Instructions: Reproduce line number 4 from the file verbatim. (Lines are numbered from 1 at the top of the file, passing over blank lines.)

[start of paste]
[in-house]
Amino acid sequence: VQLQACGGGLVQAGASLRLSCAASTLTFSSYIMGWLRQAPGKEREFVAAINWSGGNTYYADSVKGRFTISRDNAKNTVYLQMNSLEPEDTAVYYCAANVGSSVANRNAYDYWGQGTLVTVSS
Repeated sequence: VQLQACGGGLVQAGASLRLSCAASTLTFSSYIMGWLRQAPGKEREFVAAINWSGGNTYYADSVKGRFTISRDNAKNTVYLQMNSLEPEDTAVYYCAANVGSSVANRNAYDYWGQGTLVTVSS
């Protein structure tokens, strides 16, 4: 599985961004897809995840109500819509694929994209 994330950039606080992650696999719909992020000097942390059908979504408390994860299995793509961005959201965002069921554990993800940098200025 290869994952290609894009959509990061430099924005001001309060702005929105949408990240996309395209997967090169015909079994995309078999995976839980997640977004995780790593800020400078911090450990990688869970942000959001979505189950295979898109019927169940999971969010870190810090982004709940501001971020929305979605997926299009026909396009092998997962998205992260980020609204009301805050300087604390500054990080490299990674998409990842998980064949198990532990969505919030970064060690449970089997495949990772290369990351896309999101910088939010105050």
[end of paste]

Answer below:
């Protein structure tokens, strides 16, 4: 599985961004897809995840109500819509694929994209 994330950039606080992650696999719909992020000097942390059908979504408390994860299995793509961005959201965002069921554990993800940098200025 290869994952290609894009959509990061430099924005001001309060702005929105949408990240996309395209997967090169015909079994995309078999995976839980997640977004995780790593800020400078911090450990990688869970942000959001979505189950295979898109019927169940999971969010870190810090982004709940501001971020929305979605997926299009026909396009092998997962998205992260980020609204009301805050300087604390500054990080490299990674998409990842998980064949198990532990969505919030970064060690449970089997495949990772290369990351896309999101910088939010105050």